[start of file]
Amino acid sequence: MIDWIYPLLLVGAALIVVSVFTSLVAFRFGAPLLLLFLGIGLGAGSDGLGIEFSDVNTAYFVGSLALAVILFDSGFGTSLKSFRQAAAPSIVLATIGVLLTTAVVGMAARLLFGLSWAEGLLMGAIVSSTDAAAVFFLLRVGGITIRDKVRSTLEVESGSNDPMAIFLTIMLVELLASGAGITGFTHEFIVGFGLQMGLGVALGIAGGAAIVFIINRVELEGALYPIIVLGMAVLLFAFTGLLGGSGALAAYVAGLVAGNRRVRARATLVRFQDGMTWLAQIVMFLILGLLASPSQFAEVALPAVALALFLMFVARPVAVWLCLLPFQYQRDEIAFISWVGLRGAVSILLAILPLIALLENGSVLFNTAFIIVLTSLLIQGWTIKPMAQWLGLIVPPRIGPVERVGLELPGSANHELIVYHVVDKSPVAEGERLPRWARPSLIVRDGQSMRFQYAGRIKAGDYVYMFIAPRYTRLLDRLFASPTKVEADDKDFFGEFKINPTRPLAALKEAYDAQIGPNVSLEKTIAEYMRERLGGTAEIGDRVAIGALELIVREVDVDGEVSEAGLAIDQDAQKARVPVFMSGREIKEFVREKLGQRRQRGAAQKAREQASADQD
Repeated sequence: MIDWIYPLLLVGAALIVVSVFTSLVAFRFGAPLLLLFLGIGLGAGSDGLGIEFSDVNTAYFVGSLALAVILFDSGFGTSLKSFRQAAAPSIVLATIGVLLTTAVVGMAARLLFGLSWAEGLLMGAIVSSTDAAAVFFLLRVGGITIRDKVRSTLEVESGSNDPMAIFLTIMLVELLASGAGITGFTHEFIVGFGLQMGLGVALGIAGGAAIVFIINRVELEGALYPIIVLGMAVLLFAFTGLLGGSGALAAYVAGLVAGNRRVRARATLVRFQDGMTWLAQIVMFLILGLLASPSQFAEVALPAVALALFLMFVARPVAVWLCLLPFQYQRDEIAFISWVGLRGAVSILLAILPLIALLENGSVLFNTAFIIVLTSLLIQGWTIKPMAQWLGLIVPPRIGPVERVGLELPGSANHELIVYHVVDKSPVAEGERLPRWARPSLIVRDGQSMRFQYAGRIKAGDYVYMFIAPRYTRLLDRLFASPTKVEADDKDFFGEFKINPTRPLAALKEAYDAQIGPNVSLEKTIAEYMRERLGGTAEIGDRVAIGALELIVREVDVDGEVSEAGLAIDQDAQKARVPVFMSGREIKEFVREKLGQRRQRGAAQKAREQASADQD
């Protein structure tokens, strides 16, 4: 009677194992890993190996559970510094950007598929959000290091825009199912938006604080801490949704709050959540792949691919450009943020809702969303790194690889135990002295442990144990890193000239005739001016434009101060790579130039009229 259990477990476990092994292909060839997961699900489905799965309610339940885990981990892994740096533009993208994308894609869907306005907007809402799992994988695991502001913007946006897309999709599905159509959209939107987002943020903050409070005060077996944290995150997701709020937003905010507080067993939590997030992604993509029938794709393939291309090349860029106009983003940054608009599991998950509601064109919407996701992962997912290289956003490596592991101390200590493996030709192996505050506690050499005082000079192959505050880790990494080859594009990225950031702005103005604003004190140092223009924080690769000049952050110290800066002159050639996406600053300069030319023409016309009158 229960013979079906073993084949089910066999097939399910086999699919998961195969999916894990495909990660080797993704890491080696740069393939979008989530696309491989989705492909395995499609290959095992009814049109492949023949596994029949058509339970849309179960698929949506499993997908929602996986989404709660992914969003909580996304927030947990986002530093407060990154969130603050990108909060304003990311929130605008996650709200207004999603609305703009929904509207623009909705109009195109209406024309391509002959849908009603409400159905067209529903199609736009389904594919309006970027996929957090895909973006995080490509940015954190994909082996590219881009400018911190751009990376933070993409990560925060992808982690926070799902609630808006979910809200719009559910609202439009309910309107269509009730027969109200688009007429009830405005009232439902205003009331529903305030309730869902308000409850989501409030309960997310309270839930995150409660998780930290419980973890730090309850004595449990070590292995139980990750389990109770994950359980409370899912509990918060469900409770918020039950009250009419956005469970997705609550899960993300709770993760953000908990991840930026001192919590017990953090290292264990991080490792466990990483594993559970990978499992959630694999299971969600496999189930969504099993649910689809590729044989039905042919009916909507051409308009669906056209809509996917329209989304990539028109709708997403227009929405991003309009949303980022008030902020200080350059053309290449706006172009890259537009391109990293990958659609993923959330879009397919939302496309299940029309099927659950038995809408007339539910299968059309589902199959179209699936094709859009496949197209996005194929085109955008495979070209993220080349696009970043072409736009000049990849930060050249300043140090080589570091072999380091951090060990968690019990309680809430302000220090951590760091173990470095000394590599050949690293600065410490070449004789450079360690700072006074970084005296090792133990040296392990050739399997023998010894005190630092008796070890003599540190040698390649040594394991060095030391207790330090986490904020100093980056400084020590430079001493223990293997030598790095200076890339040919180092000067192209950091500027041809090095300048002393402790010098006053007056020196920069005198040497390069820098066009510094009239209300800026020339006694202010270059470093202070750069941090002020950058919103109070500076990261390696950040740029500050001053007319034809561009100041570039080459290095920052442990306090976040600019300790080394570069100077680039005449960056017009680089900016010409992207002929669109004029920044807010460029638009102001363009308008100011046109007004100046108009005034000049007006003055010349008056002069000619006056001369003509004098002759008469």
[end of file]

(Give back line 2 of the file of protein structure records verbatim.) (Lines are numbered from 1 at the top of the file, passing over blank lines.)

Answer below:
Repeated sequence: MIDWIYPLLLVGAALIVVSVFTSLVAFRFGAPLLLLFLGIGLGAGSDGLGIEFSDVNTAYFVGSLALAVILFDSGFGTSLKSFRQAAAPSIVLATIGVLLTTAVVGMAARLLFGLSWAEGLLMGAIVSSTDAAAVFFLLRVGGITIRDKVRSTLEVESGSNDPMAIFLTIMLVELLASGAGITGFTHEFIVGFGLQMGLGVALGIAGGAAIVFIINRVELEGALYPIIVLGMAVLLFAFTGLLGGSGALAAYVAGLVAGNRRVRARATLVRFQDGMTWLAQIVMFLILGLLASPSQFAEVALPAVALALFLMFVARPVAVWLCLLPFQYQRDEIAFISWVGLRGAVSILLAILPLIALLENGSVLFNTAFIIVLTSLLIQGWTIKPMAQWLGLIVPPRIGPVERVGLELPGSANHELIVYHVVDKSPVAEGERLPRWARPSLIVRDGQSMRFQYAGRIKAGDYVYMFIAPRYTRLLDRLFASPTKVEADDKDFFGEFKINPTRPLAALKEAYDAQIGPNVSLEKTIAEYMRERLGGTAEIGDRVAIGALELIVREVDVDGEVSEAGLAIDQDAQKARVPVFMSGREIKEFVREKLGQRRQRGAAQKAREQASADQD